Preventing health-care–associated infections in acute-care hospitals is crucial for patient well-being and health care cost burden, and comprehensive guidelines based on current research are an important aspect of prevention.
Taking measures to prevent health-care–associated infections (HAIs), including central line-associated bloodstream infections (CLABSIs), is crucial in acute-care hospital settings. A recent update to CLABSI prevention guidelines, first published in 2014, highlights patient risk factors and on-site strategies to help prevent the spread of CLABSIs in hospitals.
The Strategies to Prevent Central Line-Associated Bloodstream Infections in Acute-Care Hospitals guidelines are the product of a collaborative effort between the Society for Healthcare Epidemiology of America (SHEA), the Infectious Diseases Society of America, the Association for Professionals in Infection Control and Epidemiology, the American Hospital Association, and sources from various organizations and societies with relevant expertise.
The CLABSI guidelines are part of a series of practice recommendations for health-care–associated infection prevention, the Compendium of Strategies to Prevent Healthcare-Associated Infections in Acute Care Hospitals: 2022 Updates.
Patients who acquire CLABSIs are generally hospitalized longer, have increased care costs, and increased morbidity and mortality. Minimizing the likelihood of infection in high-risk patients, including those in the intensive-care unit (ICU) with a central venous catheter (CVC) in place, is key for health care burden and patient outcomes.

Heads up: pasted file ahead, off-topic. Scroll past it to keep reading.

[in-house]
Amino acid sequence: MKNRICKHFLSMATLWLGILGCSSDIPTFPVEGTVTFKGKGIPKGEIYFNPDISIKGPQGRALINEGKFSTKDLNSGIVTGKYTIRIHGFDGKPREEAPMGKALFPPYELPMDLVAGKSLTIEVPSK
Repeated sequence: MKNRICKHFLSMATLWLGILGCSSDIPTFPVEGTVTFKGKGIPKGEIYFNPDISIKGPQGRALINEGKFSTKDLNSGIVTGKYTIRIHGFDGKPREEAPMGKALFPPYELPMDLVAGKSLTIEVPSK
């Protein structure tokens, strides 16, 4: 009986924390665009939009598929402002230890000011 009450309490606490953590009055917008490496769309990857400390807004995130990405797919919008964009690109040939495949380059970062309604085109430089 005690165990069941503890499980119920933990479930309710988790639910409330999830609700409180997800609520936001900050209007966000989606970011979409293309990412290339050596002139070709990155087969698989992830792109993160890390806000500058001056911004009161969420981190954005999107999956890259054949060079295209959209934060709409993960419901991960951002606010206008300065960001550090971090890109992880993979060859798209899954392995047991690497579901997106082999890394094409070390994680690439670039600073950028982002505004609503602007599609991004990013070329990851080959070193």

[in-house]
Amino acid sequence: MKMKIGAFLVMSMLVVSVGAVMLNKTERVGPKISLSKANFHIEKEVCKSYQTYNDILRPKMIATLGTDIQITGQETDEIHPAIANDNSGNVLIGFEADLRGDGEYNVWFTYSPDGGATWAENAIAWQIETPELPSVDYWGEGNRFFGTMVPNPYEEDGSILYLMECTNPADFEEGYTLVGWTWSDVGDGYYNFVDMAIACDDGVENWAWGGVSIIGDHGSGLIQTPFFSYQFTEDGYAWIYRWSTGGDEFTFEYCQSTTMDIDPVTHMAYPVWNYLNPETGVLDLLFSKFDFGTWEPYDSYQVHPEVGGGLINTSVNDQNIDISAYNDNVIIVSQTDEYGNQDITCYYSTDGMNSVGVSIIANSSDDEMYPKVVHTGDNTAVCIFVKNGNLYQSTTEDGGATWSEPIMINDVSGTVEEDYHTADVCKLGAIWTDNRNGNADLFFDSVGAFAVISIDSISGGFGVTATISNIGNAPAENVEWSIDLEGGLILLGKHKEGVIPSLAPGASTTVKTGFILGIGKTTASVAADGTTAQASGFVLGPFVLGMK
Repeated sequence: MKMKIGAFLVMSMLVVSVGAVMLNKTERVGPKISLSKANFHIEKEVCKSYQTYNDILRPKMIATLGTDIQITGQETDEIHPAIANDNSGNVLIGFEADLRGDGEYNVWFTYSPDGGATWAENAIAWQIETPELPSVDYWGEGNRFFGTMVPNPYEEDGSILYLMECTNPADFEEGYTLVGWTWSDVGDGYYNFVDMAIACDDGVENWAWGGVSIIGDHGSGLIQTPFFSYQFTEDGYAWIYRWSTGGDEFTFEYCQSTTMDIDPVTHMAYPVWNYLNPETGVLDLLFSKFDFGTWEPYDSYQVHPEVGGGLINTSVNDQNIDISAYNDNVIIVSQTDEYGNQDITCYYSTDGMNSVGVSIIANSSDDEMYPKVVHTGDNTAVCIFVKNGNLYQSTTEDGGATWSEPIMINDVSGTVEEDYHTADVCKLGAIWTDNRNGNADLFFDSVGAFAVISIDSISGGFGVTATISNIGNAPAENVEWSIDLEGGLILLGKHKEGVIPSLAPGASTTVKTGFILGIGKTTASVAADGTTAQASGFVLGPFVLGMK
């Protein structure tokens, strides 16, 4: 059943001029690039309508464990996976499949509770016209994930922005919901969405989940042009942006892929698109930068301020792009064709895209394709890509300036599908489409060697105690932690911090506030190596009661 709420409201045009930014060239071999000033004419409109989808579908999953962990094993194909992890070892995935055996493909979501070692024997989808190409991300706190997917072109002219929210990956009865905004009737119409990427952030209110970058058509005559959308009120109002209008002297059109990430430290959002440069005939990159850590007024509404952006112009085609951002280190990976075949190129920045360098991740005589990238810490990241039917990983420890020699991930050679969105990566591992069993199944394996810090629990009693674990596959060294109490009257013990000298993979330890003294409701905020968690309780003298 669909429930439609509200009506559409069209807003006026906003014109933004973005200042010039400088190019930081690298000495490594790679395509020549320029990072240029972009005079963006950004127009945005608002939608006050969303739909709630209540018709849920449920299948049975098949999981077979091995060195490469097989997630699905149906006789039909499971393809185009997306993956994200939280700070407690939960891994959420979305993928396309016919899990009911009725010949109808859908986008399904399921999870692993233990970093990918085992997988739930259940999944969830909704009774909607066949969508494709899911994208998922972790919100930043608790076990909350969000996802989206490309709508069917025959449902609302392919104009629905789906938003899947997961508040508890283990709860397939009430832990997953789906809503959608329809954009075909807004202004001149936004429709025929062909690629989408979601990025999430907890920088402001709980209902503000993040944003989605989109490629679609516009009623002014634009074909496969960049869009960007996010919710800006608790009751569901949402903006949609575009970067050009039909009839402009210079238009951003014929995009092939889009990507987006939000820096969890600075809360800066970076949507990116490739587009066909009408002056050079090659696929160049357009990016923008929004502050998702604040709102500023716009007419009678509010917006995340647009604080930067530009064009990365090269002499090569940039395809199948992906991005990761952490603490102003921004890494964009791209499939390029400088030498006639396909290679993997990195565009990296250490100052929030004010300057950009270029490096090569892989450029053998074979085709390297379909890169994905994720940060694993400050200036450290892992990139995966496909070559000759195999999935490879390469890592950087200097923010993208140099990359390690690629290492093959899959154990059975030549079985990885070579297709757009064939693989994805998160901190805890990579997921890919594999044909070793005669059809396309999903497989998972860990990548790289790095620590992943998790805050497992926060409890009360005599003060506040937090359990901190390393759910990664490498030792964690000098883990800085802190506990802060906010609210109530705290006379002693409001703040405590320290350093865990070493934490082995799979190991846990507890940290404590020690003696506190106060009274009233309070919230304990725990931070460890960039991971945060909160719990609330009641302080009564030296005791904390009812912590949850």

In the updated guidelines, recommended best practices for hospitals were deemed “essential practices,” to note them as key aspects of HAI prevention, whereas in 2014 they were referred to as “basic practices.” Practices termed “special approaches” in 2014 were renamed “additional approaches,” and provide options for when essential practices fail to control CLABSIs.
Updates to essential practices include:
Changes to additional approaches include:
Two approaches the guidelines recommend avoiding are using antimicrobial prophylaxis for short-term or tunneled catheter insertion or while catheters are in situ, and routinely replacing CVCs or arterial catheters. Some issues remain unresolved, such as the use of needleless connectors, sutureless securement, and CLABSI risk associated with non-antimicrobial transparent dressings.
Regular updates to and adoption of these research-backed recommendations are of the utmost importance to avoid preventable CLABSIs in the acute-care hospital setting.
“Data show that despite the heroic and unceasing efforts of infection prevention teams and frontline workers during the past two years, the rates of CLABSIs and several other healthcare-associated infections have substantially worsened during the COVID-19 pandemic, reversing years of progressive improvement,” Deborah Yokoe, MD, MPH, the SHEA chair of the Compendium, said in a statement. “These infections seriously threaten patients’ lives and recovery, and the rising rates are further evidence for the need to build more resilient systems of care. The Compendium is foundational for helping hospitals do this.”
Buetti N, Marschall J, Drees M, et al. Strategies to prevent central line-associated bloodstream infections in acute-care hospitals: 2022 Update. Infect Control Hosp Epidemiol. Published online April 19, 2022. doi:10.1017/ice.2022.87